Good-bye to All That

Good-bye to All That

Book - 1957
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In this autobiography, first published in 1929, poet Robert Graves traces the monumental and universal loss of innocence that occurred as a result of the First World War. Written after the war and as he was leaving his birthplace, he thought, forever, Good-Bye to All That bids farewell not only to England and his English family and friends, but also to a way of life. Tracing his upbringing from his solidly middle-class Victorian childhood through his entry into the war at age twenty-one as a patriotic captain in the Royal Welsh Fusiliers, this dramatic, poignant, often wry autobiography goes on to depict the horrors and disillusionment of the Great War, from life in the trenches and the loss of dear friends, to the stupidity of government bureaucracy and the absurdity of English class stratification. Paul Fussell has hailed it as ""the best memoir of the First World War"" and has written the introduction to this new edition that marks the eightieth anniversary of the end of the war. An enormous success when it was first issued, it continues to find new readers in the thousands each year and has earned its designation as a true classic.
Publisher: Garden City, NY : Doubleday, 1957
ISBN: 9780385093309
Branch Call Number: 821.91/GRA


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Aw_19 Aug 18, 2017

Honestly, this book was something of a hit-and-miss for me. Parts were enjoyable and funny, but other parts just dragged on and I wasn't sure why he was telling me a particularly story or anecdote. At times it felt that he had just written down whatever he remembered. There's obvious historical value in recording memories, but it doesn't necessarily make for enjoyable reading.

To be even more honest, I gave reading this book about 2/3 of the way through.

P.S. I may give this another shot at a later date.

bibliotechnocrat Jun 12, 2016

In this terrific book, World War I poet and fiction writer (I, Claudius), Robert Graves, writes about his experiences as a young officer. Though the tone seems light, even amusing, it becomes apparent that this is a defense mechanism against the insanity, incompetence, and horrific waste of the First World War. Graves's involvement in rescuing Siegfried Sassoon from his ill-advised diatribe against the war is covered here as well. As an officer and a "gentleman" himself, Graves is well placed to observe the stupidity of relying on a class system for effective leadership. An anti-war book from an extraordinary writer.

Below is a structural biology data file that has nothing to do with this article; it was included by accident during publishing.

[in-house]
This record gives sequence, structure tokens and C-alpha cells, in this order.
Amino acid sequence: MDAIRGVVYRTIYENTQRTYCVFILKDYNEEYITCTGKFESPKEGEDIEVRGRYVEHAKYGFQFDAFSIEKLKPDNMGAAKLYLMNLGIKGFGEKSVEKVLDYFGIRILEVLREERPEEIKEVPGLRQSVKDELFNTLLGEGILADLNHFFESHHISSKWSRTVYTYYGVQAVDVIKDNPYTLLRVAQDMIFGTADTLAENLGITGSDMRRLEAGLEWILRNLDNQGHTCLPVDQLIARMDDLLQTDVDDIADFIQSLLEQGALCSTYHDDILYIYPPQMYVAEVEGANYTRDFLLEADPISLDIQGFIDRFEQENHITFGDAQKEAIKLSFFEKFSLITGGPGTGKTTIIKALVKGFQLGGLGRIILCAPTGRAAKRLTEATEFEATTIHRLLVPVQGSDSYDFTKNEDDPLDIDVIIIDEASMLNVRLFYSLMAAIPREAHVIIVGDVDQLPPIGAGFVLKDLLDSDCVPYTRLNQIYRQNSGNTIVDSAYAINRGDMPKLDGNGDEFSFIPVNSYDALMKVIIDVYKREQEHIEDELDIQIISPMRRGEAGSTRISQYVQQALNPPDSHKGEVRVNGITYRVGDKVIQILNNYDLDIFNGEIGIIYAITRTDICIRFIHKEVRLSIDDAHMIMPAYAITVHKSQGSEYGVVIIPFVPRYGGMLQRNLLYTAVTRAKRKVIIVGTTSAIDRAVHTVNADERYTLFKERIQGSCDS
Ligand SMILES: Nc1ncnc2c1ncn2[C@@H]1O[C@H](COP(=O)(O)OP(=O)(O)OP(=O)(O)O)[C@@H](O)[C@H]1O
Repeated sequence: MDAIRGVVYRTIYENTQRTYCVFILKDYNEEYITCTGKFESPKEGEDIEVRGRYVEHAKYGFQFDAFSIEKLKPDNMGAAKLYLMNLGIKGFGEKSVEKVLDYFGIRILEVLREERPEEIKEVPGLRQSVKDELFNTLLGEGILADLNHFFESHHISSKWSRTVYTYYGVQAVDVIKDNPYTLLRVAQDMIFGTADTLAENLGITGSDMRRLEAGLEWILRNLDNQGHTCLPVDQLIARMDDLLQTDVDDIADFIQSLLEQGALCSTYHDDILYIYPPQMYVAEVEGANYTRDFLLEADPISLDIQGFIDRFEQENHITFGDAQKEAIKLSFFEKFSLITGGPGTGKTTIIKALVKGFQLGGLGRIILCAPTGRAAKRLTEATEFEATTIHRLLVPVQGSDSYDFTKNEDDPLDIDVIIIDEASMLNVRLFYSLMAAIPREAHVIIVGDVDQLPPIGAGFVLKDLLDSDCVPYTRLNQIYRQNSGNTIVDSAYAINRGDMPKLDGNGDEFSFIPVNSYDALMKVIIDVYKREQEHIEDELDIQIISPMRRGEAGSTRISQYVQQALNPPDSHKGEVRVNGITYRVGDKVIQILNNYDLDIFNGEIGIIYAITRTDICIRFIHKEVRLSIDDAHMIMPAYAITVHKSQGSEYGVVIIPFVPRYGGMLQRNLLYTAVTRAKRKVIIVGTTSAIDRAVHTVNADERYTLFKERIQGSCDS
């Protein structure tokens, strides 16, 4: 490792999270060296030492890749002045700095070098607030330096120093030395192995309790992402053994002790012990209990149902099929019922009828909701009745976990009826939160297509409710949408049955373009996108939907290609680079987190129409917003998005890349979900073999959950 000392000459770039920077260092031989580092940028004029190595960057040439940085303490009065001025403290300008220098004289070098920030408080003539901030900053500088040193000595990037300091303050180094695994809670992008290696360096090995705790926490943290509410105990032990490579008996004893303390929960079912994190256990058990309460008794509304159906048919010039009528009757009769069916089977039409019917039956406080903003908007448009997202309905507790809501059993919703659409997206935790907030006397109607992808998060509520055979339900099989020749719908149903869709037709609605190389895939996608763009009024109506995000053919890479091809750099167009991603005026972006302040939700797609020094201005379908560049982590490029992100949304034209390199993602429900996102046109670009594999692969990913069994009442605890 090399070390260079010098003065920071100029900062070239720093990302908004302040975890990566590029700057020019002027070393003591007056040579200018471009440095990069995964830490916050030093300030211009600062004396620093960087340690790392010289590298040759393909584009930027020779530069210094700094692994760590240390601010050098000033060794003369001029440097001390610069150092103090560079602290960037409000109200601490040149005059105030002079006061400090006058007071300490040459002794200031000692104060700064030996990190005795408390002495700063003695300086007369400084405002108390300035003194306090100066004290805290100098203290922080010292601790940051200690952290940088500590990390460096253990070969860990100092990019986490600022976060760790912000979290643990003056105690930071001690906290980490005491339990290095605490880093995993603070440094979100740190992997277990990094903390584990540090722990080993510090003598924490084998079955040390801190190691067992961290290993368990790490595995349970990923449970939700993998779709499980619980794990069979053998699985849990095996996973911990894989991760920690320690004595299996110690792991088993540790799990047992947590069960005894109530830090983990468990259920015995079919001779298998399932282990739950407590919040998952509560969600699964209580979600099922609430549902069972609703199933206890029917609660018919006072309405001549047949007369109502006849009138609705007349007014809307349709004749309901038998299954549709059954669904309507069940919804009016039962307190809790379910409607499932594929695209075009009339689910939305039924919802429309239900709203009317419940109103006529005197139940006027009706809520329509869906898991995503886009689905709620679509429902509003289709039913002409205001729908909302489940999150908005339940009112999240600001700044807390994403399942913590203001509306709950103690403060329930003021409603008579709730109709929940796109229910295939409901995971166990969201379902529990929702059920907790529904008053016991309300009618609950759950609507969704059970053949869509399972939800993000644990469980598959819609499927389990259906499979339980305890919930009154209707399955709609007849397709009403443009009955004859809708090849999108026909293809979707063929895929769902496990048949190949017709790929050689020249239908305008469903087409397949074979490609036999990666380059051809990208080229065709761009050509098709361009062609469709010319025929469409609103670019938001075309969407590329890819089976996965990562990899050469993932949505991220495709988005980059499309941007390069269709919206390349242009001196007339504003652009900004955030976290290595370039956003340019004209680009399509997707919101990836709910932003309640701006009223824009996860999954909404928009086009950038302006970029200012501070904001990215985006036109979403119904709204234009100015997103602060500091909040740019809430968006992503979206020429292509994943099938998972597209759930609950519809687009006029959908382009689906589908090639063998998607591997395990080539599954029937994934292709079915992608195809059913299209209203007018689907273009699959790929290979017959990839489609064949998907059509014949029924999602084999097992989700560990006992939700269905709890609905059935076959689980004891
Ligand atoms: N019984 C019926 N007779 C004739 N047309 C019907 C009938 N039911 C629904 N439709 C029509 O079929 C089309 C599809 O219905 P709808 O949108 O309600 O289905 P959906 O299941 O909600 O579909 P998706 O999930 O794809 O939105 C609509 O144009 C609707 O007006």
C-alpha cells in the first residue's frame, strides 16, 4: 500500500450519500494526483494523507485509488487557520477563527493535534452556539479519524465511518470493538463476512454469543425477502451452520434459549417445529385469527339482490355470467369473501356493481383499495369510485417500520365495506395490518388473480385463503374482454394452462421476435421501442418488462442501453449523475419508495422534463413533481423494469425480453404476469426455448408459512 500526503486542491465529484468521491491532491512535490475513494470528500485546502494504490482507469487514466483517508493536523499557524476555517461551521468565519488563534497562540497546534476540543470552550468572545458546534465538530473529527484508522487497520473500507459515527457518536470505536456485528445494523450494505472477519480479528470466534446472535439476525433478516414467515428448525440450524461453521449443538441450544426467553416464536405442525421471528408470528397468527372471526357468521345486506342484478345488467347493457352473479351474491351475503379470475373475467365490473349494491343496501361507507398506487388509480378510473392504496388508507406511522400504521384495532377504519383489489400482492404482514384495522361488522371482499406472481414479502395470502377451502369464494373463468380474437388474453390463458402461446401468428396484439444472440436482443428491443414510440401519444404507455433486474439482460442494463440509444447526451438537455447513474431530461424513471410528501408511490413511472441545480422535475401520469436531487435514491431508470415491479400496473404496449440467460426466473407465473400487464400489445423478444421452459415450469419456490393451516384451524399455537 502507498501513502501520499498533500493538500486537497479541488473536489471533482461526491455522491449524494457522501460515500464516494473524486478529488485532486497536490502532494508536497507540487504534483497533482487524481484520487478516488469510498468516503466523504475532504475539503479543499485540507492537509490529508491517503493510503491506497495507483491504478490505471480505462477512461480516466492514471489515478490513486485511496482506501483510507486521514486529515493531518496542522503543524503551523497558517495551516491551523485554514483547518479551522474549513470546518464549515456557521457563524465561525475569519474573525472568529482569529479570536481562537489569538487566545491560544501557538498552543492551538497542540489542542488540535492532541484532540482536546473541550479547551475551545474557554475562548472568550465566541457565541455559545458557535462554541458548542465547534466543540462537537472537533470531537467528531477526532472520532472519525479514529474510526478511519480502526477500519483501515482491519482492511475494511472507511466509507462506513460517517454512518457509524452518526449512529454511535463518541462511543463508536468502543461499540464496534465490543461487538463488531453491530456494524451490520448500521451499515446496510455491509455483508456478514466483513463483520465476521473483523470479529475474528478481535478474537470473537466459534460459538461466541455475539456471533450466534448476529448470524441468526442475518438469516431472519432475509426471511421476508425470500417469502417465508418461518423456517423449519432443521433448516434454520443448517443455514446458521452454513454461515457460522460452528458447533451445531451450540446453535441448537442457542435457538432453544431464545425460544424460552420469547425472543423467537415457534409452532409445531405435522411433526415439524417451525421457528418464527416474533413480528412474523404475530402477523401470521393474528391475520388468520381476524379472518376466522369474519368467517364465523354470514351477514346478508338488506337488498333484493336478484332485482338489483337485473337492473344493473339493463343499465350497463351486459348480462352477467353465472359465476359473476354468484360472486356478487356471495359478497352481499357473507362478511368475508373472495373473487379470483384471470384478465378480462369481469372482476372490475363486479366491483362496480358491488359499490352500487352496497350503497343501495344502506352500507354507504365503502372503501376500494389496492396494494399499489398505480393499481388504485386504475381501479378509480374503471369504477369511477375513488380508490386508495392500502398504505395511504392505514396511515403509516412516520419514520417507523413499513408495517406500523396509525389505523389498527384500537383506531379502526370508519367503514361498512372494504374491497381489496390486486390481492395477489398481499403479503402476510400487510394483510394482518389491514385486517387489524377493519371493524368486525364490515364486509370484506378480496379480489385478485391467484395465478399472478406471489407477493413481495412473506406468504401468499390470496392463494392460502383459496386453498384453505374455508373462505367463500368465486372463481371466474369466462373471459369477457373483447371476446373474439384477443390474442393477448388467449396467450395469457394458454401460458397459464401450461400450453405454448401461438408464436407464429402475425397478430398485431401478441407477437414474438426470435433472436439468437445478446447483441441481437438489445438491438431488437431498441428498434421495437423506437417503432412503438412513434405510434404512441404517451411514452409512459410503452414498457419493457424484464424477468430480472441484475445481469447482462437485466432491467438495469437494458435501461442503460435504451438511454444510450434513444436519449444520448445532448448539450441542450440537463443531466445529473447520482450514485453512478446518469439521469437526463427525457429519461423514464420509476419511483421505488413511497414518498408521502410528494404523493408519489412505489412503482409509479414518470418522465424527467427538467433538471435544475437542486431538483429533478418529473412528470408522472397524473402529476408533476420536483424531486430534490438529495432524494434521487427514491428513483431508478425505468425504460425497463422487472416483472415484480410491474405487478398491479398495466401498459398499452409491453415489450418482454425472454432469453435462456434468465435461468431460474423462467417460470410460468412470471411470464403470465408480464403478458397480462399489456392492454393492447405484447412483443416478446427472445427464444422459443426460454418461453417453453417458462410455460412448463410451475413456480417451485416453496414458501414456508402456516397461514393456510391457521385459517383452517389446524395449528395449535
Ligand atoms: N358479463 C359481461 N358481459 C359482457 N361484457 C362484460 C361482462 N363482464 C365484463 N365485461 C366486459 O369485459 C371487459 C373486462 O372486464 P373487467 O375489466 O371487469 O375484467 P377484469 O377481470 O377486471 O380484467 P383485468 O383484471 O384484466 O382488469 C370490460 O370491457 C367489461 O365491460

May 20, 2015

An autobiographical look at the English class system and WWI by one of England's renowned poets of the time. Well written, interesting and detailed. Well worth reading if you are interested.

Jun 30, 2014

English poet, translator, novelist ("I, Claudius"), and man of letters Robert Graves's celebrated autobiography dwells largely on his service in World War I, but also discusses his upbringing, his unhappy school days, and his post-war years. Wry, observant, and understated, this is a textbook example of how to write a good memoir and his unsentimental views of war, heroism, and British values, which caused some controversy, is refreshing. Graves's literary career brought him into contact with many luminaries, including T.E. Lawrence, Thomas Hardy, George "Everest" Mallory, H.G. Wells, and fellow poet and veteran Siegfried Sassoon. You might also like Pat Barker's novel "Regeneration."


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Jun 17, 2015

An "eyes wide open" view of life in the trenches during World War I. Graves, the author of "I, Claudius", gives a graphic, tragic view of life on the front lines. It's dirty, bloody, frightening, and matter-of-fact. We get a view of "shell-shock" before it was PTSD and received the recognition and treatment it deserves.
History becomes real to me through accounts like this. I highly recommend it for history and WWI buffs, and anyone who appreciates a good memoir.

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